November 5, 2014
As the warmer season begins to wind down, keeping your garden protected from the cold winter season is important. With harsh storms, cold winds and low temperatures, you’ll want your garden to be a place that’s safe. Here are some tips that will make your garden what it needs to be for next season.
Take your time
It will take some time to protect your garden during the colder months. Instead of doing it all at once, use several weekends to plan what you need to do. Over the next few Saturdays and Sundays, you’ll have a protected garden in your yard that didn’t exhaust you to complete.
Clean it up
If you had a great garden season, it may be tough goodbye to your lush spot until the warm days come back. However, don’t leave the hard work for the next season. Clean it up now. Cut and remove this past season’s vegetables and annuals. If you have a compost pile, add them in. Also, go ahead and cut back the dead foliage from your perennials.
Weed and rake
Continue the cleaning process with some weeding and raking. Begin to weed out around the garden area until there are no more weeds to remove. Rake the leaves that have fallen in the garden as well. Put these weeds and leaves into the compost pile.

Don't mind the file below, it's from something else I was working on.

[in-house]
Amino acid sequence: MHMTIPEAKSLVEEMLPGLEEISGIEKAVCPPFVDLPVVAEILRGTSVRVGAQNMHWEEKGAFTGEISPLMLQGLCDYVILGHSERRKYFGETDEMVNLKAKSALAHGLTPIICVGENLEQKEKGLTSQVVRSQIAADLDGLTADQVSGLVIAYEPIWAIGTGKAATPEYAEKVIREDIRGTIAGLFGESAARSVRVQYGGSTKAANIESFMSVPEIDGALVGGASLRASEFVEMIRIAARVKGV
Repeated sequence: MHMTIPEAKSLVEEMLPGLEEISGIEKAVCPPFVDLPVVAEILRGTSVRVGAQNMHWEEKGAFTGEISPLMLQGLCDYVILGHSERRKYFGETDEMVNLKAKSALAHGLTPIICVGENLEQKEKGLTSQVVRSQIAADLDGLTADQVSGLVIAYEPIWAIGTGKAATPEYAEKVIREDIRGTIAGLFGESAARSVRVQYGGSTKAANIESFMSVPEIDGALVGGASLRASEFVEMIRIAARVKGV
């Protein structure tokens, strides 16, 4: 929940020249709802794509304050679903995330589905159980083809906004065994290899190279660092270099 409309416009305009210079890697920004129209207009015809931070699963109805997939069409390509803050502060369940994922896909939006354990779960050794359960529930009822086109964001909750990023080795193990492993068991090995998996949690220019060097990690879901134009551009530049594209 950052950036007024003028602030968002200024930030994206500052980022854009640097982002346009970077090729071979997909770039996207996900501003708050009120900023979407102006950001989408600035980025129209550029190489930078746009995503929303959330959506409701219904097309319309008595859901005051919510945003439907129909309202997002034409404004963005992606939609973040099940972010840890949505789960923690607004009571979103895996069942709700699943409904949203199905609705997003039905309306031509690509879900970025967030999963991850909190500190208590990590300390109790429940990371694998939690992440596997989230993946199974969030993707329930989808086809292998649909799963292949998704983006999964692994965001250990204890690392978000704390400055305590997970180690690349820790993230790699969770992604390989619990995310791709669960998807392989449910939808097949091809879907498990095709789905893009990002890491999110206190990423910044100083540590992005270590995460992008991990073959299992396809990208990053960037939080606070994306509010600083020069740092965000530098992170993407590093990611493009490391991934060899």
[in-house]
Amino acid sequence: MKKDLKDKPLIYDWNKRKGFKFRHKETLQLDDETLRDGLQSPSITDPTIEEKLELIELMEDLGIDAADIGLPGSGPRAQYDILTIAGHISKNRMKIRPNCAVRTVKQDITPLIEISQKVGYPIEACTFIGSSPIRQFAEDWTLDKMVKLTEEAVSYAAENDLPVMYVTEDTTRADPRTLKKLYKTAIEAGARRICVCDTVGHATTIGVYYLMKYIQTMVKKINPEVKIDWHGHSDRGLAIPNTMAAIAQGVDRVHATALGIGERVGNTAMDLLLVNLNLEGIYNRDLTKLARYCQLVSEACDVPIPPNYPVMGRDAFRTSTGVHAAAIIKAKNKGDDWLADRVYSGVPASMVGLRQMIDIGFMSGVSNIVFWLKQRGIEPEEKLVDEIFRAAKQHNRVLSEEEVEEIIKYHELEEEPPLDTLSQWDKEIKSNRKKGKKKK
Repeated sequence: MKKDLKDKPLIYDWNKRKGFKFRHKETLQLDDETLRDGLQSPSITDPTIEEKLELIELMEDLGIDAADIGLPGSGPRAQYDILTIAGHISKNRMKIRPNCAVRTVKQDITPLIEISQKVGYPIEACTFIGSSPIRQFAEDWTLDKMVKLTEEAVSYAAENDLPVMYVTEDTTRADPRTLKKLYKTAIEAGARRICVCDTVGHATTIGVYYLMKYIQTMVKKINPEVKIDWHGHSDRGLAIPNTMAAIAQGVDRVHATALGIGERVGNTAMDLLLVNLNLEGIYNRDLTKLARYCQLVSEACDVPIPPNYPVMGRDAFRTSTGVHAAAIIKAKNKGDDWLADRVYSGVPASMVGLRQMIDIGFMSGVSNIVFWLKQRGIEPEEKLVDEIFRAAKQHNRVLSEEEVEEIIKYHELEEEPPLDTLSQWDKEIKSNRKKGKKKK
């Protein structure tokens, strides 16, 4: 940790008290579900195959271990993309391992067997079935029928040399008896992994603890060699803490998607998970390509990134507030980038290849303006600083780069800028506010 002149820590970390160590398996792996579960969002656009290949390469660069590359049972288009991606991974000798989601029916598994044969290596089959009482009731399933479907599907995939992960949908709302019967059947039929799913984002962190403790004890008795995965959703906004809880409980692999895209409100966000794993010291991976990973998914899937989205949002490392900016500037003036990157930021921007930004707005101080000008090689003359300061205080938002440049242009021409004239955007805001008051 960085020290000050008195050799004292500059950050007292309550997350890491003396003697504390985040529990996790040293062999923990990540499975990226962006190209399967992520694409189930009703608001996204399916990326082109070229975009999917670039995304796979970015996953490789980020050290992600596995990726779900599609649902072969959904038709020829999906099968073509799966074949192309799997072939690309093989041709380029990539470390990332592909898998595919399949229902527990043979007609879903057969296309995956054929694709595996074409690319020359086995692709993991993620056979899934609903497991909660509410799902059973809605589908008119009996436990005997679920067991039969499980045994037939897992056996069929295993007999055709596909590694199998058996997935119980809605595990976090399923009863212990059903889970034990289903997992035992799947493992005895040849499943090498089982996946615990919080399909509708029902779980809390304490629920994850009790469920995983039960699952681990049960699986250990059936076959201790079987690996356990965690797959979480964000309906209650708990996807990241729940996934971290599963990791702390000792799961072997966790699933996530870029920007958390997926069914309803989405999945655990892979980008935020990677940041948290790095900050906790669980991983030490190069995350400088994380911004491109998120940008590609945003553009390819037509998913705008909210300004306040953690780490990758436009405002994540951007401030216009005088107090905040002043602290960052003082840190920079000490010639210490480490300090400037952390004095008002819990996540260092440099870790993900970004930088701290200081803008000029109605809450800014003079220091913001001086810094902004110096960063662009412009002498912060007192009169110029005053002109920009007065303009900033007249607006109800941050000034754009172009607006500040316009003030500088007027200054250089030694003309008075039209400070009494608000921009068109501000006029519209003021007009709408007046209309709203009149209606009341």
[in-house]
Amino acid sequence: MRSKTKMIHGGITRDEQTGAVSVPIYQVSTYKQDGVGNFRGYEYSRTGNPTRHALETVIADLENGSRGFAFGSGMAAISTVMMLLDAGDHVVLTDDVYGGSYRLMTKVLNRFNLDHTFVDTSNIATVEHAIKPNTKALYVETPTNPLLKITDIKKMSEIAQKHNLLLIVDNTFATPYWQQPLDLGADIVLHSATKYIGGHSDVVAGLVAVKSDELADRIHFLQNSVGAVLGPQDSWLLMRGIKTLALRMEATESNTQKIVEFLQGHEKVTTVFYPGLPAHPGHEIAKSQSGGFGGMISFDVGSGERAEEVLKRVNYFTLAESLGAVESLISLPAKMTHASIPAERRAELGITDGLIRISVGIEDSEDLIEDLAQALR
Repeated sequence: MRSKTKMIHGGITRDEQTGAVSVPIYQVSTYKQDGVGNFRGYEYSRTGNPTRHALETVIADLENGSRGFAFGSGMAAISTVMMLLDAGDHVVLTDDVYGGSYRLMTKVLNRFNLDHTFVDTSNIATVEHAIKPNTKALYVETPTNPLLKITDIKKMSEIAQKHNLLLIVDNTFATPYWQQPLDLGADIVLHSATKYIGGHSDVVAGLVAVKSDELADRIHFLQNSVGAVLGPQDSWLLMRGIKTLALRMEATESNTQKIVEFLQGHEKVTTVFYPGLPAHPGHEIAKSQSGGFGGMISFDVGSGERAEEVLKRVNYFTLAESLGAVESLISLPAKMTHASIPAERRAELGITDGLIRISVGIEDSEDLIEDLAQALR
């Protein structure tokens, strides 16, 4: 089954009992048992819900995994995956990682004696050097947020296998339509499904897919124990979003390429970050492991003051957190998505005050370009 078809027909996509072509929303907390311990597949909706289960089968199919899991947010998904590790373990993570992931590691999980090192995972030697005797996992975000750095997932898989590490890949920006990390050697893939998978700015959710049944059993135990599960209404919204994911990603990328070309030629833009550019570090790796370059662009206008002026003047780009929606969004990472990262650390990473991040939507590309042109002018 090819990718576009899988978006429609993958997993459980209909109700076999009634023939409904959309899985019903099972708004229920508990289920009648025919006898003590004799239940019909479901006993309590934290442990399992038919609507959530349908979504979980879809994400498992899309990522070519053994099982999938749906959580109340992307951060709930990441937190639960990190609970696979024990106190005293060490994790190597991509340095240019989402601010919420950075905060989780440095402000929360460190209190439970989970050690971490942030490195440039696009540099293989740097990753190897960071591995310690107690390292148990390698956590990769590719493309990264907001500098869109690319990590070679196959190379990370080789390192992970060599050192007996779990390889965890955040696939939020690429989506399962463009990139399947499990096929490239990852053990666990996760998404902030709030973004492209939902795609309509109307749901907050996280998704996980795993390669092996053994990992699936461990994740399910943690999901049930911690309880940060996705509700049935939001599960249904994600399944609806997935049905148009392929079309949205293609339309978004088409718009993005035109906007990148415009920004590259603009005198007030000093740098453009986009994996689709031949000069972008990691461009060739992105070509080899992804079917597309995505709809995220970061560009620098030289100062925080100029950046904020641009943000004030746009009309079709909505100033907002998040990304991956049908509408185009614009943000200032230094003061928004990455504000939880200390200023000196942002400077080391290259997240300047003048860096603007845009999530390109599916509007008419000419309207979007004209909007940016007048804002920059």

Put new mulch out
Once the ground freezes, it should be time to put new mulch around the plants and trees. Place mulch around your perennials, evergreens and the trees you recently planted. You may want to cover them with burlap screens to protect them from sun exposure and cold season damage.
Cover your containers
You don’t want your containers and canisters to freeze outside and become damaged during the winter months. When you leave containers outside, they can fill with water from the rain and crack the pot. This can destroy your container. Instead, cover them up. Be sure to clean your concrete containers and terra-cotta pots before putting them away.
Pull up and till
Pulling up the weeds in your garden is vital to keeping it healthy for the next season. However, tilling is just as important. Begin to till the soil gently in order to uncover the insects that are hiding in your garden. These are the ones who plan on sticking around over the winter. Once that’s done, add on a layer of leaves, compost and manure. Begin to slowly till the soil again.
Know your herbs
If you’re an herb grower, you’ll want to know how to protect your herbs. Rosemary should either be inside your home or outside, protected under shelter. Thyme is pretty tough and will do well most anywhere. If you have parsley, they can handle a little frost, but nothing more than that.
When it comes to putting your garden to rest, it’s important to do the hard work now. To prepare for a promising new garden season, manage your tasks and take your time as you decide how to handle your new plants, herbs, flowers and shrubs.
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